St. Paul police crack down after spike in shootings

Even in the pouring rain, friends turned out to pay their respects to St. Paul's latest murder victim Rondell Dunn.

But their grief isn't enough to lift the dark cloud hanging over the capitol city.

"He was man enough to put us on the back burner and take care of himself and his family, and I admire that more than anything in the world. Now look what happens," friend Julian Cross said at the site of a memorial of balloons and candles near Fuller and St. Albans where Dunn was shot.

St Paul Police say Dunn is one of 45 people struck by gunfire in the city so far this year.

Police say reports of shots fired are also up 75 percent compared to this time last year, causing concern for the safety of the the people who live, work and play in St. Paul.

"We believe the problem is a small group of people causing a big problem. Its typically younger people deciding to solve their problems with firearms. It's not OK," St Paul Police spokesperson Steve Linders said.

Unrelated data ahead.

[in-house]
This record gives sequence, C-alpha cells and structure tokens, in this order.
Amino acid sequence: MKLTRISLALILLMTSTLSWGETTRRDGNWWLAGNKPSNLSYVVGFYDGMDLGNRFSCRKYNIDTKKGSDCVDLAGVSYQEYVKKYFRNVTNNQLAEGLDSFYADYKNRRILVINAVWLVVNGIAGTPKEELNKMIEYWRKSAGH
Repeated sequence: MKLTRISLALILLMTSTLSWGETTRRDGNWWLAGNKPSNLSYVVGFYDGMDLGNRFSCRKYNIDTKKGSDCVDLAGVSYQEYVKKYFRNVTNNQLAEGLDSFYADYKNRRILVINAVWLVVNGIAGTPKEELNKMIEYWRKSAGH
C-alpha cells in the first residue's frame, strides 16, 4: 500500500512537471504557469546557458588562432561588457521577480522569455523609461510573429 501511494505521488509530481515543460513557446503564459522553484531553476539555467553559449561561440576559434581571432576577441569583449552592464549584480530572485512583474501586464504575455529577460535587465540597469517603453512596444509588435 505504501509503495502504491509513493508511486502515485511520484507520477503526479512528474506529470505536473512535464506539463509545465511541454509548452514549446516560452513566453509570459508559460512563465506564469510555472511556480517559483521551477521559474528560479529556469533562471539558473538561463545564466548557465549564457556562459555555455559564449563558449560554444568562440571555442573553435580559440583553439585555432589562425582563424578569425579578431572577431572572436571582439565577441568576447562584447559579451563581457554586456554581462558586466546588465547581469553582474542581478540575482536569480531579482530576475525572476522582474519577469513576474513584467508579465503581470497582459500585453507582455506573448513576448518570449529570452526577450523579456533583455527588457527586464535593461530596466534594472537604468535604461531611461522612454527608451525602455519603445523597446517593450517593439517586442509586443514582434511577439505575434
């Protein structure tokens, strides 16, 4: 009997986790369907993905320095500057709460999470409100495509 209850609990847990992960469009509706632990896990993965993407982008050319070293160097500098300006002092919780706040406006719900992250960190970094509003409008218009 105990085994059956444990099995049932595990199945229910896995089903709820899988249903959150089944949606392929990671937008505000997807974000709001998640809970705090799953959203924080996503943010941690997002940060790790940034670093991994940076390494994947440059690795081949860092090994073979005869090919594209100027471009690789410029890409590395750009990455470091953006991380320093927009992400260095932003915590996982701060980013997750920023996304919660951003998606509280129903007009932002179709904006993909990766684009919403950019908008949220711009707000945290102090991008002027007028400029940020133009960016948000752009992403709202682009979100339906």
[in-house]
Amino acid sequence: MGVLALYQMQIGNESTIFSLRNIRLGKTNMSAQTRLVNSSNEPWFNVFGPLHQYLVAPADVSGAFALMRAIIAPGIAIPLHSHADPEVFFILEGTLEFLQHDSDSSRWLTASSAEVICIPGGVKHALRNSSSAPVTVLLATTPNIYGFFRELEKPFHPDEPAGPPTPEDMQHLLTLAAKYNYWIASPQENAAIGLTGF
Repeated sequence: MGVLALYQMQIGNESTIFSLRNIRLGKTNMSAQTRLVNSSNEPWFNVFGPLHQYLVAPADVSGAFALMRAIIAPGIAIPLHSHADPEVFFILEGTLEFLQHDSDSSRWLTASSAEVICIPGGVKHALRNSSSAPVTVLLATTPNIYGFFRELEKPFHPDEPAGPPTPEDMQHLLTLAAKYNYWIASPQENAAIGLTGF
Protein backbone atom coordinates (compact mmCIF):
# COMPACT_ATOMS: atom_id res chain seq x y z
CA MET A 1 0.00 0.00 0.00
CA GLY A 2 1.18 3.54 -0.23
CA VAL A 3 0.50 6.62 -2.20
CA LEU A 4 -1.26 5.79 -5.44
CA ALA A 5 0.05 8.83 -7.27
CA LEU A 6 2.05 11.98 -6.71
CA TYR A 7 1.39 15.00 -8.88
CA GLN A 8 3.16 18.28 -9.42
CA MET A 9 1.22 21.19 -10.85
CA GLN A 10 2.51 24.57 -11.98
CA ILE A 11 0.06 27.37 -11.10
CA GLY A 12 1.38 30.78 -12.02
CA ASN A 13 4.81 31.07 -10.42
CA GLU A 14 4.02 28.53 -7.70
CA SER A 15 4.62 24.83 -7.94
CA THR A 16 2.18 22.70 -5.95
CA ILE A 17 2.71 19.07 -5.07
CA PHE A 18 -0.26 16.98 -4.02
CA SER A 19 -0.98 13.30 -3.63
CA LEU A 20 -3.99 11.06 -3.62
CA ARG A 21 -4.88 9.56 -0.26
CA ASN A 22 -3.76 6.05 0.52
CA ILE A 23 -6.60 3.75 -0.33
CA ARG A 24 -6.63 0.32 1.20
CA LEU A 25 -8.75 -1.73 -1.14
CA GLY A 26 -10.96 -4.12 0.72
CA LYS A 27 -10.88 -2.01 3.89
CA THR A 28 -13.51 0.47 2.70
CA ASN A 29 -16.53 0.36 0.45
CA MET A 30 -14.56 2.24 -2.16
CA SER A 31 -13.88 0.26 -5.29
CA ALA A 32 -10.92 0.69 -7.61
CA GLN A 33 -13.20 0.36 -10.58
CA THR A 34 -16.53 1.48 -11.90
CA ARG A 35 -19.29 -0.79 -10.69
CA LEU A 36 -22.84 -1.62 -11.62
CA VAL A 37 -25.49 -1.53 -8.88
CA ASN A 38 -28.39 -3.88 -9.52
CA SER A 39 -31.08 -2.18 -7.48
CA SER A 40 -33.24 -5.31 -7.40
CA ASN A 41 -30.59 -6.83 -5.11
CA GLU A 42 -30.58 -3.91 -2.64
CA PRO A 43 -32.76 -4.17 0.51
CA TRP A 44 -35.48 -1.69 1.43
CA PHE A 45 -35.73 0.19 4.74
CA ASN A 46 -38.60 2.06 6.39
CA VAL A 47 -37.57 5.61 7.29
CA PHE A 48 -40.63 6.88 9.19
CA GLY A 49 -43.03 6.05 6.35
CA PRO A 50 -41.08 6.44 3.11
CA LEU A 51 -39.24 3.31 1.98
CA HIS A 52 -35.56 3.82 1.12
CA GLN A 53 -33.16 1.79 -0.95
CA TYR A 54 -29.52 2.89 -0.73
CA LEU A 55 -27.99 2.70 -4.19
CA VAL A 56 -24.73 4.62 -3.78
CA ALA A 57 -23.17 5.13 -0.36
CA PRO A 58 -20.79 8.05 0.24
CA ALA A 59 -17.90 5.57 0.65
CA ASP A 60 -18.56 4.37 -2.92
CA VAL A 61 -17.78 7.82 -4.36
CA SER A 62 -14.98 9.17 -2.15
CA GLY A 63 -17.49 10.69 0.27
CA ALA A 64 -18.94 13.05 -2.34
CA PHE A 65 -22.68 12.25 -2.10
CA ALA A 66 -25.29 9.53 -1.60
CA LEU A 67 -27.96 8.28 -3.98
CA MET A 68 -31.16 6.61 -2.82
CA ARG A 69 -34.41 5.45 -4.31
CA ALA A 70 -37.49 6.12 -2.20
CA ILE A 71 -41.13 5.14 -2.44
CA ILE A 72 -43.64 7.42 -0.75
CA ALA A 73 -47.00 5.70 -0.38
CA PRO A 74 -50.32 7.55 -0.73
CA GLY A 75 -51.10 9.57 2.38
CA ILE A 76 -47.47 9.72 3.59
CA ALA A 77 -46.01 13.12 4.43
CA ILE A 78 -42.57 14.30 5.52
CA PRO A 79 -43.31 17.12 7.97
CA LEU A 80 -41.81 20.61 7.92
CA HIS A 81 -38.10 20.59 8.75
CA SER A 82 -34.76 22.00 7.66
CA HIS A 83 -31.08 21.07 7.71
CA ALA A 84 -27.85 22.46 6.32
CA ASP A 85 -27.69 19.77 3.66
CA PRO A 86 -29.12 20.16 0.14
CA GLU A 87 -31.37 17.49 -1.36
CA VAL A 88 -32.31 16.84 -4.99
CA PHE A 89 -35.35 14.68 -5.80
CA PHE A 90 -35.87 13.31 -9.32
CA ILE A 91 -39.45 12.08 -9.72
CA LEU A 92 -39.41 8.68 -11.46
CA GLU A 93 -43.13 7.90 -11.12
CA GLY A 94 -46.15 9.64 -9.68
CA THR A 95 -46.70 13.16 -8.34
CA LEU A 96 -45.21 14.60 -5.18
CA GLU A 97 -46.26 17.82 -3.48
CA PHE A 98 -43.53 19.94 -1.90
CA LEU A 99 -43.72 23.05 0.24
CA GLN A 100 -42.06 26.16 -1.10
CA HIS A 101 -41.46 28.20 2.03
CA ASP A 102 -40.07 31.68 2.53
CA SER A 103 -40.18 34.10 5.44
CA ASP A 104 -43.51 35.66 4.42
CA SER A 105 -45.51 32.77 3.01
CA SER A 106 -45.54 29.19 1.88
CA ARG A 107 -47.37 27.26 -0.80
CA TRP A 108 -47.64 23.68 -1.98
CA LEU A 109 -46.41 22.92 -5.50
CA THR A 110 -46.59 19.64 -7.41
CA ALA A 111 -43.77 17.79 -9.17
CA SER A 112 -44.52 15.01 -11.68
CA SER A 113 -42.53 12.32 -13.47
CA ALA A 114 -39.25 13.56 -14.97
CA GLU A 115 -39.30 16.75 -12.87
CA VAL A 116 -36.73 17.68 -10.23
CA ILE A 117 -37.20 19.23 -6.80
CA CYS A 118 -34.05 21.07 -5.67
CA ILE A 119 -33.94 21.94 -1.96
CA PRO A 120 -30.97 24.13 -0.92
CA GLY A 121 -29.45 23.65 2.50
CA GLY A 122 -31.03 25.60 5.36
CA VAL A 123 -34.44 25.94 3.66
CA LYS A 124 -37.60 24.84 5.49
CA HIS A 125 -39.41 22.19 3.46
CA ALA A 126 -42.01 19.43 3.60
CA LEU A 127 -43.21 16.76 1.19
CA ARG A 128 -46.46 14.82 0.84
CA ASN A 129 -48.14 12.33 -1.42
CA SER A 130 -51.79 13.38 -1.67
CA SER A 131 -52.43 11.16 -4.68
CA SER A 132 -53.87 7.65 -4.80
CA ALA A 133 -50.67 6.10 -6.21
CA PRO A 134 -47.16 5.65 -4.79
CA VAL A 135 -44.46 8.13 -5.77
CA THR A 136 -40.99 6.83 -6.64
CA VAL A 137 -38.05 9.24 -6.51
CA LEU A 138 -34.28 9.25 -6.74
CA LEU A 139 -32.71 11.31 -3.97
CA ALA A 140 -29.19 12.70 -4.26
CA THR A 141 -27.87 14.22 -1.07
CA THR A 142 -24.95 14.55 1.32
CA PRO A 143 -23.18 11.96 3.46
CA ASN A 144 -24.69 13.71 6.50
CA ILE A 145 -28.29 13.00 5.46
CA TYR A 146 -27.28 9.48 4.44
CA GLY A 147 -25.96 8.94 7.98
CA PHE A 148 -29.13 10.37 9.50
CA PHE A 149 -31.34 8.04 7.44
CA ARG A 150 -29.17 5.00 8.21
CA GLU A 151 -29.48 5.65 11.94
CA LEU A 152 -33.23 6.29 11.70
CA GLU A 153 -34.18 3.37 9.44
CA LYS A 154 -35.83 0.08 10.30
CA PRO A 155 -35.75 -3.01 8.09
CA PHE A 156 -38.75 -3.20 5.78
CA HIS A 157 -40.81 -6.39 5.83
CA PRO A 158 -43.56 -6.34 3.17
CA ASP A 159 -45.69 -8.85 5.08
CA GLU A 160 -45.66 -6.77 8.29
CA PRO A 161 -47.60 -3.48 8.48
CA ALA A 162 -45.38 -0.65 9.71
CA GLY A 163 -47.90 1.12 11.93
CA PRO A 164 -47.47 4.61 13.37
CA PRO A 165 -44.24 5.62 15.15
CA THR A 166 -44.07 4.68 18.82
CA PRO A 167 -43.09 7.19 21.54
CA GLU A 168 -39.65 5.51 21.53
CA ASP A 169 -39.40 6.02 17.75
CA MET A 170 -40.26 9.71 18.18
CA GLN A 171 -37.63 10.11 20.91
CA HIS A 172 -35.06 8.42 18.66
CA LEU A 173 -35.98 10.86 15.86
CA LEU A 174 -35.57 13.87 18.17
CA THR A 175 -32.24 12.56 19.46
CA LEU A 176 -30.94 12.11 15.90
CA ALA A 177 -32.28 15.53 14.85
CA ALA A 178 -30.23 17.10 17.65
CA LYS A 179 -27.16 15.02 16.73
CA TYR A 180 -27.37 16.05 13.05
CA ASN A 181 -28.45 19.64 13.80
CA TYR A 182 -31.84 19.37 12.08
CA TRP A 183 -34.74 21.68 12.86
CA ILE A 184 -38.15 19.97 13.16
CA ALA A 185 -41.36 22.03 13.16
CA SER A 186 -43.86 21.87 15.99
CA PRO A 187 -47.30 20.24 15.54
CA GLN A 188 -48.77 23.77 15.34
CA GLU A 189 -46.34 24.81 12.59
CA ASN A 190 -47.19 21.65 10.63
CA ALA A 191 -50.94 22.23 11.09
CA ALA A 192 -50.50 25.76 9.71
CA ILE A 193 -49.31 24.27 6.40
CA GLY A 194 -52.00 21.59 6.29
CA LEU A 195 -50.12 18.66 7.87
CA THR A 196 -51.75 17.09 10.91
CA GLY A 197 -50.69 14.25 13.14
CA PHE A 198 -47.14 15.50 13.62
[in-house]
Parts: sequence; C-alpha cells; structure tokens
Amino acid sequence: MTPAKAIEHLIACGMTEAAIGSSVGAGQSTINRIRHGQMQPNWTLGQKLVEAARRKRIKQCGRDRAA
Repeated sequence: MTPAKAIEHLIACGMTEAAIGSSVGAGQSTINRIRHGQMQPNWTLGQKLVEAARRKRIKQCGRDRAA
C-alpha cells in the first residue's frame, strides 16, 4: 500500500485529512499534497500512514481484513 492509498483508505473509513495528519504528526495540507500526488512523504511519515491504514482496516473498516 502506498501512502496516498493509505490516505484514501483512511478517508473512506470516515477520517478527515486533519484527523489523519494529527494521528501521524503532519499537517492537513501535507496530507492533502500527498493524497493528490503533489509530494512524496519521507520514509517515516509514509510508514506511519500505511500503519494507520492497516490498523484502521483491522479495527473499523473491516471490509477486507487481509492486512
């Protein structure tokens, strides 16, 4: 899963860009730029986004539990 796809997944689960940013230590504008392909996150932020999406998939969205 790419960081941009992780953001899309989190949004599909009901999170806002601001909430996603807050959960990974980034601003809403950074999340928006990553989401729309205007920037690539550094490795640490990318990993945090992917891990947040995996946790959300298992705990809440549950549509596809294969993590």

Tyrese Borney was shot and killed near the Capitol on Saturday. The mother of two of his four children said he moved back to Minnesota about a year ago, after graduating from community college in Michigan, where he got a degree in psychology to help young people from tough neighborhoods like his get away from life on the streets.

"It's these kids with the wrong guidance, and that's what [Dunn] wanted to stop. This nonsense where everybody gets a gun and they think they are big and bad," a woman who does not want to be identified said.

Even a candlelight vigil for Dunn was marred by gunfire on Monday night, but his friends say they don't know when the violence will end.

"We can't describe what's going on because nobody knows, so we're going to let the situation play out the best way it can," Cross said.

Among other things, police say they will increase patrols in trouble spots and send "ambassadors" to those areas to help stop the violence.